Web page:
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No matter how much the internet makes for progressive living, receiving an email can never be as good as receiving a letter in the post box, right? A group of likeminded people in Mumbai post letters to strangers with kind and uplifting messages. The Goodwill Tribe, they call themselves, are a ‘tribe’ of people who do random acts of kindness to make someone’s day better. Here’s more about the youth duo who started this and their plans to take it forward.
The Goodwill Tribe is not an organization or an institution, or part of someone’s Corporate Social Responsibility activity. Two Indian-origin girls, Chandni and Sonia, who were friends since school in Dubai experimented with the act of kindness by distributing gifts at a local flea market. Chandni told Culture Trip: “We collected things from our homes that could be gifted. People couldn’t at first wrap their head around why we would take the time out just to make them smile (sic).” The smiles, hugs and genuine one-on-one connection is what got Chandni and Sonia thinking about continuing the good work.
One of the most innovative activities named as ‘The Letter Earthlings’ was designed by Nivendra Uduman in Sri Lanka. A close friend of Chandni and Sonia, Nivendra organized the first gathering to write letters to strangers. In this activity, the teams put the word out for letter requests, if someone wants a letter to be written to their near and loved ones or just anyone they care about.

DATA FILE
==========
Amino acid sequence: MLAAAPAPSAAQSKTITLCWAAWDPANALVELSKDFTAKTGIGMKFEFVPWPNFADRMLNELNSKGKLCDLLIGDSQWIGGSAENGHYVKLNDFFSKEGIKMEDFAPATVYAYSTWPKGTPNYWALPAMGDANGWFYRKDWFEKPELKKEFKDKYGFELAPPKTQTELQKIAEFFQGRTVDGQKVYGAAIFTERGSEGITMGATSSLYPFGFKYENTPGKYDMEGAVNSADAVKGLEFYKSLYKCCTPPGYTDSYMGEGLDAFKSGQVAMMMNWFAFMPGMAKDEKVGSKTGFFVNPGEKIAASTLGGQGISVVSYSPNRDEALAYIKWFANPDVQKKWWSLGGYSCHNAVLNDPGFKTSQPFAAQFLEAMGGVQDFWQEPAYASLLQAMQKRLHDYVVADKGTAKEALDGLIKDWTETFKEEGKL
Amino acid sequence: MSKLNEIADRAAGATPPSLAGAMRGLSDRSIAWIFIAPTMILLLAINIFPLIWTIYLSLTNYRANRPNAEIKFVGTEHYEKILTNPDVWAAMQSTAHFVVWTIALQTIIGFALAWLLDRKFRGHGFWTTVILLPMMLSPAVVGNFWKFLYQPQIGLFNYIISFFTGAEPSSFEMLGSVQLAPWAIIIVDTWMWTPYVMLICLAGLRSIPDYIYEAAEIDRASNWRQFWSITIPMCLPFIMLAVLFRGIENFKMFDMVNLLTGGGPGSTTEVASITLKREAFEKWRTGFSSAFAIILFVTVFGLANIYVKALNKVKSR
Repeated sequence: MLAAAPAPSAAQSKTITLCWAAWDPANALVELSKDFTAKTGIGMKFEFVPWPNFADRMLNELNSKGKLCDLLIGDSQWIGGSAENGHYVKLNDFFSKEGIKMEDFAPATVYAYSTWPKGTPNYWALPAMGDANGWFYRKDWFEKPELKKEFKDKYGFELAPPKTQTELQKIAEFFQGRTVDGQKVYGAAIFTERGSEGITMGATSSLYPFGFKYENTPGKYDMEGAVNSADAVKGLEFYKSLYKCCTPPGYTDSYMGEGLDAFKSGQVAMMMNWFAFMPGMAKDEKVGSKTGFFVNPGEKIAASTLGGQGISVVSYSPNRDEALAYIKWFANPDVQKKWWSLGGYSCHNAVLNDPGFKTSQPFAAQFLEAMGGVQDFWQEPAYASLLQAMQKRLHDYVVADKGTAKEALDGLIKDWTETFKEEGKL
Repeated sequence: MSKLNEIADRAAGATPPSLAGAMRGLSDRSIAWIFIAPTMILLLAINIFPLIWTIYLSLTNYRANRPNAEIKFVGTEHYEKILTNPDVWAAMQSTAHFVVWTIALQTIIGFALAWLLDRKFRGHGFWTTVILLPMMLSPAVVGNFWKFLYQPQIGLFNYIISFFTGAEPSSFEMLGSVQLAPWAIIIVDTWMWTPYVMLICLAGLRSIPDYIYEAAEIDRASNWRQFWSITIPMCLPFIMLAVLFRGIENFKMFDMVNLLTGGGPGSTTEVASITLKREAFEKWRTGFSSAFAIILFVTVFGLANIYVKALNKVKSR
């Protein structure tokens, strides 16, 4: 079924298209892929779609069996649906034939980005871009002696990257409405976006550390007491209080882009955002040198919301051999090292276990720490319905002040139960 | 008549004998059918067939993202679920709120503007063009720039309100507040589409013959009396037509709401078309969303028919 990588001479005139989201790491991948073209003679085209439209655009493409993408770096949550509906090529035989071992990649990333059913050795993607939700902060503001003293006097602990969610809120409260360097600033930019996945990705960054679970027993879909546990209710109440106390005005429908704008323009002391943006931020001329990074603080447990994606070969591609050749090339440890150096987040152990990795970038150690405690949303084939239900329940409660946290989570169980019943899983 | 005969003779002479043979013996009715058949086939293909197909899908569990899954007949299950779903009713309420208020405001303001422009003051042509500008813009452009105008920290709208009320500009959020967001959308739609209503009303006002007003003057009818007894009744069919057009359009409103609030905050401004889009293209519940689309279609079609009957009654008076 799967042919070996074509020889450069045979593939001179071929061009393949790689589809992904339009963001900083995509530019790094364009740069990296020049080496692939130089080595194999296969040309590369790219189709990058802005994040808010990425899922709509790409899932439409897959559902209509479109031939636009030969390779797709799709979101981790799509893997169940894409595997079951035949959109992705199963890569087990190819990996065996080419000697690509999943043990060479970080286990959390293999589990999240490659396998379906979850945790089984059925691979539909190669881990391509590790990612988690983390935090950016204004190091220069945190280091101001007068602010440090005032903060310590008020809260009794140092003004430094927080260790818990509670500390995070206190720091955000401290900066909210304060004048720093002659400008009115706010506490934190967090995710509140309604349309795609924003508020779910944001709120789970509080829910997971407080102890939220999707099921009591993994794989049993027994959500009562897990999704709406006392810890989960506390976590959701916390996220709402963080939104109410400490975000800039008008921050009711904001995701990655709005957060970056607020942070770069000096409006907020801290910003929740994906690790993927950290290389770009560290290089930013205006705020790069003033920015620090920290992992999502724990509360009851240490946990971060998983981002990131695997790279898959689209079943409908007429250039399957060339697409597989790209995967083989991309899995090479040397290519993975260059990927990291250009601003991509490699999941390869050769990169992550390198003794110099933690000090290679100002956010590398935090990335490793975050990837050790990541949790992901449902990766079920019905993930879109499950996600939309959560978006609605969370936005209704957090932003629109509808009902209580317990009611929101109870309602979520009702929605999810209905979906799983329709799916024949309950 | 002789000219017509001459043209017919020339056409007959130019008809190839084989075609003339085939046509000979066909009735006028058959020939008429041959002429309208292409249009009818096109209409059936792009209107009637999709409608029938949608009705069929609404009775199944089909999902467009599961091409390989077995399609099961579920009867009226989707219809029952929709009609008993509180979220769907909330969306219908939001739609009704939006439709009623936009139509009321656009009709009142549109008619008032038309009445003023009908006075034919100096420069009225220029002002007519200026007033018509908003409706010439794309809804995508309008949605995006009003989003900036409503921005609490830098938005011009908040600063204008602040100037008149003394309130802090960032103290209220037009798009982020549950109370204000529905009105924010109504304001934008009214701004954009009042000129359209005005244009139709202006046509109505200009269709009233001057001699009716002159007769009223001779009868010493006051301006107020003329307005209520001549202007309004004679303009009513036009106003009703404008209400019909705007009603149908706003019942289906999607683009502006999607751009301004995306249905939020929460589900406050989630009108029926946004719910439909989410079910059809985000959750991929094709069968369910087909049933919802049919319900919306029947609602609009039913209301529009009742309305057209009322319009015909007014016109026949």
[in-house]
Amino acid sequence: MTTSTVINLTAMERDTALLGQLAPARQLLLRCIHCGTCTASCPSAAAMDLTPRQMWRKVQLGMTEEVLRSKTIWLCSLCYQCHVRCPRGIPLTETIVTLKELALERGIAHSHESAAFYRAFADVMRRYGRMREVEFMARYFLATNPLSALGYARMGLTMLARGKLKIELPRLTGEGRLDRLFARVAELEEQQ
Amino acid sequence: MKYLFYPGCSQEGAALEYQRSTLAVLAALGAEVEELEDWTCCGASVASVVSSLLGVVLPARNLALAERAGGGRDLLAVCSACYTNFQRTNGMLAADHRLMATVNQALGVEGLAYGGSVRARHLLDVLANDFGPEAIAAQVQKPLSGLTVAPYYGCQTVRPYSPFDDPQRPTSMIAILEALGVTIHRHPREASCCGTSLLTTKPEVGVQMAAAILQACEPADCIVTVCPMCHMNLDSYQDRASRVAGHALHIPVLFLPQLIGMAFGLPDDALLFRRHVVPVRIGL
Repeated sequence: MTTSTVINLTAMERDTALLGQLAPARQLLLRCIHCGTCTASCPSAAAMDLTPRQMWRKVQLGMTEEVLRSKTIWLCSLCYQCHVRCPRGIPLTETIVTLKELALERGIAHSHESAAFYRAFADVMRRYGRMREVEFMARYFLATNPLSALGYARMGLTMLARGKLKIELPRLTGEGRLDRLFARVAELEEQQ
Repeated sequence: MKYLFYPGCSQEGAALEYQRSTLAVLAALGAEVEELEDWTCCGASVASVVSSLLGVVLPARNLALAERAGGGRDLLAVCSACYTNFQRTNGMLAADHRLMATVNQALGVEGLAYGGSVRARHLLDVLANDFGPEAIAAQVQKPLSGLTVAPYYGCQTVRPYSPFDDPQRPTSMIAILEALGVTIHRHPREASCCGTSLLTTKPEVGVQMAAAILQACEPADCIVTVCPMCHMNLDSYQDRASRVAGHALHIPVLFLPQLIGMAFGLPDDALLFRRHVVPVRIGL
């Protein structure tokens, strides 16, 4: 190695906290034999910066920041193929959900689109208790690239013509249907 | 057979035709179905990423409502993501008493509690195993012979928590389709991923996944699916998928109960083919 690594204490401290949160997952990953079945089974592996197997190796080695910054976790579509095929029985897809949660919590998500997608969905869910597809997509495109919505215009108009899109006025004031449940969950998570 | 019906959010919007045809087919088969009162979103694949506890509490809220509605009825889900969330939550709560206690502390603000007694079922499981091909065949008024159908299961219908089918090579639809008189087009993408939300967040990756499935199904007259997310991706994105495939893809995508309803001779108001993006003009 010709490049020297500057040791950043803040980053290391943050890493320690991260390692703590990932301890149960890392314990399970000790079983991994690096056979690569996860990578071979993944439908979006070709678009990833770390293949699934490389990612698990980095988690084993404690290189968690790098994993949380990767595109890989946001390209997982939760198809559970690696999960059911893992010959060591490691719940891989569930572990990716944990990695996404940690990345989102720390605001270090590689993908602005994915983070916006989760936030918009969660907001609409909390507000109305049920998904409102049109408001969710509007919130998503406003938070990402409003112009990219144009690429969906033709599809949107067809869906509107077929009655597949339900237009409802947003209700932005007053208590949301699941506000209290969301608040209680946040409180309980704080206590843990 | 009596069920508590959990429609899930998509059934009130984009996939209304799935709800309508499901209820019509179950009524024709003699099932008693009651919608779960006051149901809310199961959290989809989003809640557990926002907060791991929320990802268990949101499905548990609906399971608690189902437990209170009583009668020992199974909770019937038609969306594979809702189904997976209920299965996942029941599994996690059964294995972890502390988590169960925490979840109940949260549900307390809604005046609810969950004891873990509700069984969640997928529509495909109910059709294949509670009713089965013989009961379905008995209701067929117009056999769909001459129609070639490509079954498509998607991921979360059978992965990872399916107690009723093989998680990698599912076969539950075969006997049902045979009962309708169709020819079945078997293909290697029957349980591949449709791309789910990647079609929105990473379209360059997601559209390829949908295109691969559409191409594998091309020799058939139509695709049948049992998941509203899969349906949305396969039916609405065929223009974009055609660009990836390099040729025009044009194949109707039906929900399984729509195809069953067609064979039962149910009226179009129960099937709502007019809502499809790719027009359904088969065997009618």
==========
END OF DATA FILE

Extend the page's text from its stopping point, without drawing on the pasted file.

Goodwill Tribe plans the details of the event and announces it on Facebook. People are asked to being their own stationery, pick up letter requests and pen snail mails. Every letter has a positive, encouraging message. When quizzed about what kind of letter requests they usually receive, Chandni said: “It could be someone shifting country, someone having a hard boss, someone who needs inspiration to follow their heart, someone who is just a constant giver and needs to receive some love.” The activity, after its initial success, has been replicated numerous times in different countries.
The two didn’t have to do much to spread the good work. A year into their activities of kindness, they started receiving emails from all parts of the world. People were reading about their acts of spreading joy and they wanted to join in. So, emails poured in asking about activities in their country or city and the duo asked them to start a community wherever they lived! Thus, the concept of “local leaders” began.
One person took charge of organising and managing activities in their city/country. Currently, The Goodwill Tribe is active in 14 locations across the world. Some of those are Kuwait, Dubai, Sydney, Bangalore and Mumbai. The organisers are like anyone, with a full-time day job, doing this to connect people and spread kindness.
The local teams are given complete creative liberty to design events. While Chandni and Sonia have a Whatsapp chat group with all the leaders and team members, and conversations flow through Skype chats and emails, they say that the local teams are highly self-motivated on their own. The team in Kuwait recently organized a star gaze evening. Star gazing was more of a metaphor for slowing down, taking time out of busy schedules and just connecting with people.
Chandni and Sonia have left their full-time jobs to broaden TGT’s horizons and conduct more social events and workshops in corporate offices and universities. They’re currently working on registering The Goodwill Tribe as a Nonprofit Organisation.